Helping Patients at Home and Abroad

Pharmacy TimesNovember 2015 Cough, Cold, & Flu
Volume 81
Issue 11

Salin Nhean, a pharmacy student at the University of Maryland School of Pharmacy, strives to provide quality care to patients across the globe.

Salin Nhean, a pharmacy student at the University of Maryland School of Pharmacy, strives to provide quality care to patients across the globe. The 2016 PharmD candidate considers her most rewarding school experience to be her involvement with Global Medical Brigades (GMB), a student-led nonprofit organization that provides sustainable health care relief to underserved communities overseas. On 2 separate occasions, Nhean led a team of her peers to Honduras, where the students worked with local health workers to provide medical and dental services to 1459 patients across both trips. According to Nhean, this experience reinforced the importance of collaboration in providing patient care.

“This trip was meaningful in that it created a mutually beneficial relationship between student volunteers and the local community,” Nhean told Pharmacy Times in an exclusive interview. “We were working together toward a common goal, collaborating to help those in need while learning about each other’s culture.”

Following her first year of pharmacy school, Nhean also traveled to Ghana to lend her knowledge and talents to the Ghana Health and Education Initiative. There, she worked with a team of other international volunteers to support the organization’s malaria prevention initiative in a local village.

Nhean has always made time to help those in her community as well. In her first semester at pharmacy school, she joined the Student Section of the Maryland Public Health Association (SMdPHA), through which she helped to organize community outreach events. Her involvement in SMdPHA, she explained, sparked a greater interest in public health—one that inspired her to take on a leadership role in the organization. As the co-chair of her school’s HIV/AIDS Awareness Committee, she coordinated events that promoted awareness and destigmatization of HIV/ AIDS in the Baltimore area and provided services such as HIV education, testing, and linkage to care.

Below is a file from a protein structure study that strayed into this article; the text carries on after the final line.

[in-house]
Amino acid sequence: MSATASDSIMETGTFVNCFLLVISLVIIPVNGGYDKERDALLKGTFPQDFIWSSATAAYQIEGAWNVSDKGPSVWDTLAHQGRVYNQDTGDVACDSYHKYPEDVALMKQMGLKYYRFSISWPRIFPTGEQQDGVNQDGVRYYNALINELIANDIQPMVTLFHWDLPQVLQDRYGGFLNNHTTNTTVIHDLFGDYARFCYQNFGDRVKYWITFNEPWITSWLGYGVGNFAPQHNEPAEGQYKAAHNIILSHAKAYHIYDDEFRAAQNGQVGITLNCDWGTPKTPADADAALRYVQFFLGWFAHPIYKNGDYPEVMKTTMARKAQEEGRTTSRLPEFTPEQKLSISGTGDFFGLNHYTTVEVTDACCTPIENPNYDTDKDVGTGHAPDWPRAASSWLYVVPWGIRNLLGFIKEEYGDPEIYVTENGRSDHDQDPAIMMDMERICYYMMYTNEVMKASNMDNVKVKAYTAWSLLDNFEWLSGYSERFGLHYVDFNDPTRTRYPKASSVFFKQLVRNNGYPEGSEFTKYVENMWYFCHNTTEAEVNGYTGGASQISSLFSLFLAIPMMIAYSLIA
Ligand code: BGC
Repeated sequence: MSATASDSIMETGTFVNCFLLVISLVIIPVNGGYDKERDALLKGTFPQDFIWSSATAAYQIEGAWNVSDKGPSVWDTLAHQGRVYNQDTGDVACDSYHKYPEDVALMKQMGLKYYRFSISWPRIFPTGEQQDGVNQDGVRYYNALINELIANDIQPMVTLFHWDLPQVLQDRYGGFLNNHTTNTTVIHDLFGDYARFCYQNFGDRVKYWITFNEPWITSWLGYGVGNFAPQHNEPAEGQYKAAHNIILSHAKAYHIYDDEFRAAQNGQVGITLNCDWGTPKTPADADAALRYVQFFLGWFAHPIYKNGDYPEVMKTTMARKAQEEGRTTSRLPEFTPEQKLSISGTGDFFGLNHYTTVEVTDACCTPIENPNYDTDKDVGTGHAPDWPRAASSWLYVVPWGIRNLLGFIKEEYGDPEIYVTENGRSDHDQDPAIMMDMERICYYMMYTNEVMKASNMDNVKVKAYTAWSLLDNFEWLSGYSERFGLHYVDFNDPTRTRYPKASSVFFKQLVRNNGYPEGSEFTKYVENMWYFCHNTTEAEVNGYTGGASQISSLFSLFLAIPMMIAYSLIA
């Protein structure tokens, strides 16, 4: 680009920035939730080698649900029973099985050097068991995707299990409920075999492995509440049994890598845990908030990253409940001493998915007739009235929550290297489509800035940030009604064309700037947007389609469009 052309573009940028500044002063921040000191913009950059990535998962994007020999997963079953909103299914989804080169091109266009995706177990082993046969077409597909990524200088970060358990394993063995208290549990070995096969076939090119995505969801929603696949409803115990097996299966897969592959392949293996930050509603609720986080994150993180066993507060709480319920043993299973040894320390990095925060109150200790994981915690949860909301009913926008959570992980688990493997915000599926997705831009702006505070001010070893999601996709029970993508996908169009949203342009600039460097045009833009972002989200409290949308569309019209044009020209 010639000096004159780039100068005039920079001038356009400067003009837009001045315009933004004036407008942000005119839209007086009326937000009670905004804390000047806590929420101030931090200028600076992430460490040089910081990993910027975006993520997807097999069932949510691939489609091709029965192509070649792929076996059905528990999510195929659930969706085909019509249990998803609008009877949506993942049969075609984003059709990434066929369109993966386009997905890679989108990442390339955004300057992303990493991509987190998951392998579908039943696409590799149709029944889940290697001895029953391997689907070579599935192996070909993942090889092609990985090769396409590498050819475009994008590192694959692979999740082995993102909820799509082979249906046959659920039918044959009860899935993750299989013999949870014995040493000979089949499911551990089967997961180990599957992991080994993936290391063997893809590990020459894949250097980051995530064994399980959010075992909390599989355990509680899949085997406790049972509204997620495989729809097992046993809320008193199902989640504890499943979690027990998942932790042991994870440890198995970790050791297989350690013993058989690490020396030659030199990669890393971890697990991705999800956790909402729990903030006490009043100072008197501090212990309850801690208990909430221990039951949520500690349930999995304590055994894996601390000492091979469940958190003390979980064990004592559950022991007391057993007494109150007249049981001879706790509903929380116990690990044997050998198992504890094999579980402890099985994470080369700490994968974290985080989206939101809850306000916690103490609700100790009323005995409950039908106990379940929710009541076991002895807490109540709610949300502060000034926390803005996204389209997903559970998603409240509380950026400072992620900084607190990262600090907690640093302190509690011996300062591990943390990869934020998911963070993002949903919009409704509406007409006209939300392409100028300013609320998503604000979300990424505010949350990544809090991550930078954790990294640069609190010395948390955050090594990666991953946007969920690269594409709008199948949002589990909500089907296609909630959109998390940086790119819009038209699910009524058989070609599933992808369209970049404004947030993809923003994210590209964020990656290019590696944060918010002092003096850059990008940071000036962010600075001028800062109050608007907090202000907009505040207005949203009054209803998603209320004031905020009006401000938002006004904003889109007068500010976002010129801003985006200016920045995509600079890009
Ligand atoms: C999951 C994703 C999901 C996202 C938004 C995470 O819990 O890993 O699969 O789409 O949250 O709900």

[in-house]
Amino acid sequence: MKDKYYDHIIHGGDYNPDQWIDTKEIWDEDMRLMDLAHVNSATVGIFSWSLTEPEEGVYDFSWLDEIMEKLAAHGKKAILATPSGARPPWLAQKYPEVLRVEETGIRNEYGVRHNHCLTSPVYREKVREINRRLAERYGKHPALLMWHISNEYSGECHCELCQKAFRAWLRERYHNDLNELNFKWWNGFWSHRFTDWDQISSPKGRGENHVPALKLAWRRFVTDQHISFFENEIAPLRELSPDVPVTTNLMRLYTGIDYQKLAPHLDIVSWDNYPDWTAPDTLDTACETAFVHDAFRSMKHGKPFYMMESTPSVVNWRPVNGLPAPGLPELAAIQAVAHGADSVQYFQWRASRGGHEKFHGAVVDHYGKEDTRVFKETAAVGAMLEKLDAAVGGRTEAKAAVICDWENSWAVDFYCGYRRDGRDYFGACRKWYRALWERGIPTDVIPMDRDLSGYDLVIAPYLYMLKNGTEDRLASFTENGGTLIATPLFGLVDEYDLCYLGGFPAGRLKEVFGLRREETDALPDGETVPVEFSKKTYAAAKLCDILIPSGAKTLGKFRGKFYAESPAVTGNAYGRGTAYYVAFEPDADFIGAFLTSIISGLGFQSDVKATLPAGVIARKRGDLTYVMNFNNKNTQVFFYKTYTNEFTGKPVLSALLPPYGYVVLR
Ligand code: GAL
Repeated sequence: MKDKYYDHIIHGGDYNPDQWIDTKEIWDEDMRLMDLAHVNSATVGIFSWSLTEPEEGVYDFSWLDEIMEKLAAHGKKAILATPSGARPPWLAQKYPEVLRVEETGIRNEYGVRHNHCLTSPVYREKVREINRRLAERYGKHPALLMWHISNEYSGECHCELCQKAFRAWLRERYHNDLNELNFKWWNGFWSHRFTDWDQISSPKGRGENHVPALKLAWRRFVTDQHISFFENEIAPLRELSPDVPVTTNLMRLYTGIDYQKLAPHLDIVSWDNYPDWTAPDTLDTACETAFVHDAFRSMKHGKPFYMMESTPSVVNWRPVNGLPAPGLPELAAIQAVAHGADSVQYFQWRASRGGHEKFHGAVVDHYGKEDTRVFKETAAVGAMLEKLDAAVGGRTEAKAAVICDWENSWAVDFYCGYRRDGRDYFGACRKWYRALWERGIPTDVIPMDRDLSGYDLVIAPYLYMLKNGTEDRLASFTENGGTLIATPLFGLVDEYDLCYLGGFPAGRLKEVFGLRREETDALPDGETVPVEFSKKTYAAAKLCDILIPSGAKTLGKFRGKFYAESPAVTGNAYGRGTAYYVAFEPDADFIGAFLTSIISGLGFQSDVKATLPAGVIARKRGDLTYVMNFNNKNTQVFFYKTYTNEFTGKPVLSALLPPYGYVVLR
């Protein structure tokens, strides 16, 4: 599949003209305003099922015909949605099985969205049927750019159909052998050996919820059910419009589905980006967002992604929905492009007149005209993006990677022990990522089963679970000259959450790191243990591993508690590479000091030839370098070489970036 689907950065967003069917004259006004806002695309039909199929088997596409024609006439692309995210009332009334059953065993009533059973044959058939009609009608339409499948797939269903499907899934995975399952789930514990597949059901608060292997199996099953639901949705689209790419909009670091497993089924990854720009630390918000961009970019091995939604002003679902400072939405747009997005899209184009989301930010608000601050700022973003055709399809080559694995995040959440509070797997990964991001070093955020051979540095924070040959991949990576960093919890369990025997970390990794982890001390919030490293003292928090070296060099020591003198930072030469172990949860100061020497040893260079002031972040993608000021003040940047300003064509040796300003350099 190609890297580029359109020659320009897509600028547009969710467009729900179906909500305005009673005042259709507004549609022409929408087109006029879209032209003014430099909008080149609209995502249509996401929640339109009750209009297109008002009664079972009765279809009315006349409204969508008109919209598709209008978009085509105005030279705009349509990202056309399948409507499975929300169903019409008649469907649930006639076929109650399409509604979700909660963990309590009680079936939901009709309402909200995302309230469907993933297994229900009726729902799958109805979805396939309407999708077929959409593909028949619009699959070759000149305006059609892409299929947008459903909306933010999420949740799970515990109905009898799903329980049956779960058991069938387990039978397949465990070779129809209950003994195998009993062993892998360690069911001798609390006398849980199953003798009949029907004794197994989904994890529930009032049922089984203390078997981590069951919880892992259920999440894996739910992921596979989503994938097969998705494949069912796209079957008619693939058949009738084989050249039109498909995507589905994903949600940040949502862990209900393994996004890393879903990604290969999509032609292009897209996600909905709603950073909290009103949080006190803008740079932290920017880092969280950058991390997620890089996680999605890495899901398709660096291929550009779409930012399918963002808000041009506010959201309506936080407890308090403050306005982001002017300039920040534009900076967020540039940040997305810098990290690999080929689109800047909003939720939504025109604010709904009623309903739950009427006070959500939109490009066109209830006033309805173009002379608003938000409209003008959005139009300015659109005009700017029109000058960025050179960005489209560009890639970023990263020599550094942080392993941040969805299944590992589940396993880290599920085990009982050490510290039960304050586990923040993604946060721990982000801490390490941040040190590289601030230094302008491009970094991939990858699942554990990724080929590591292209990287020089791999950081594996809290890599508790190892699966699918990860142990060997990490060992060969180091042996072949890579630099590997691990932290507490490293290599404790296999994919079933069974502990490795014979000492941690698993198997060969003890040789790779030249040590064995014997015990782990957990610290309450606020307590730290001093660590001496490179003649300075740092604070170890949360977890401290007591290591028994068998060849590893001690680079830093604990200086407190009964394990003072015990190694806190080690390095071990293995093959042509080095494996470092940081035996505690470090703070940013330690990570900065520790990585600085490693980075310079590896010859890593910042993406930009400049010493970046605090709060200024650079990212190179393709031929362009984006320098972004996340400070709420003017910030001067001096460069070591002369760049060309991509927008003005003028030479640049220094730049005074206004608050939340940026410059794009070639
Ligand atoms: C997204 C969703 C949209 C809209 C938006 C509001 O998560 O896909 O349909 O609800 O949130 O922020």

Reflecting on her volunteer work, Nhean recognized the troubling impact that economic factors can have on patient health and urged pharmacists to work toward improving patient access to health care in their communities and around the world.

“My experiences illustrate that poverty anywhere in the world, whether in Honduras or in my local community, is one of the main barriers to access to care,” Nhean said. “We, as health care professionals, have a critical role in addressing this barrier locally and globally.”

Q: Why did you decide to become a pharmacist?A: I am originally from Cambodia but moved to the United States at age 14. In Cambodia, I witnessed firsthand the pernicious and devastating effects of the lack of access to health care and the poor quality of available care on a vulnerable and underserved population. I pursued a career in pharmacy to learn more about the proper use of medications and health-related issues so that I could help these people in any way possible.

Q: What do you think is the most important issue in pharmacy today? Why?A: One of the important issues is the continuous need to expand pharmacists’ roles in providing patient-centered services in hospitals and health systems. It is essential to integrate pharmacists as effective members of the patient care team in order to advance the practice of pharmacy.

Q: What do you think is the most important quality for a pharmacist to possess?A: Pharmacists need to have knowledge, attention to detail, initiative, empathy, and effective communication skills, but I think a lifelong love of learning is the most important quality. Pharmacy has changed profoundly and will continue to advance. To provide safe and quality patient-focused care with confidence, it is important to keep up with evidence-based medicine and be able to effectively apply it in practice.

About the School

One of the oldest pharmacy schools in the United States, the University of Maryland School of Pharmacy offers a traditional PharmD program, as well as several dual degree programs that allow students to also pursue a JD, MBA, MPH, or PhD. The school also provides students with a number of research, practice, and philanthropy opportunities.

About RESPy - Brought to you by Walmart and Pharmacy Times

The RESPy (Respect, Excellence, and Service in Pharmacy) Award is presented to the student who has made a difference in his or her community by demonstrating excellence in pharmaceutical care. For more information, please visit

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